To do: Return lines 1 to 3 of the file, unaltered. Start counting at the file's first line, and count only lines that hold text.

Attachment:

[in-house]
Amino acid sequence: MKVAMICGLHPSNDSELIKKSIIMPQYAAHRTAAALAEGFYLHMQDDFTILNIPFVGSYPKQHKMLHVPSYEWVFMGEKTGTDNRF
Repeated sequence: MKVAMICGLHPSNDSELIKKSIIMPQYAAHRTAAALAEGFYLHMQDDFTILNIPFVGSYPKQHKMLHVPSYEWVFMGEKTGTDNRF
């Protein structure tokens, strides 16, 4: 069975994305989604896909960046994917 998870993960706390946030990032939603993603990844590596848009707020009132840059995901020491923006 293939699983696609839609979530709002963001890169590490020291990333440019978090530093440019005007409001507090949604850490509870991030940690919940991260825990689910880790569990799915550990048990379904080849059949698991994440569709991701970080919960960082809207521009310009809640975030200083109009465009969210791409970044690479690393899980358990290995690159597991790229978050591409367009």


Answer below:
[in-house]
Amino acid sequence: MKVAMICGLHPSNDSELIKKSIIMPQYAAHRTAAALAEGFYLHMQDDFTILNIPFVGSYPKQHKMLHVPSYEWVFMGEKTGTDNRF
Repeated sequence: MKVAMICGLHPSNDSELIKKSIIMPQYAAHRTAAALAEGFYLHMQDDFTILNIPFVGSYPKQHKMLHVPSYEWVFMGEKTGTDNRF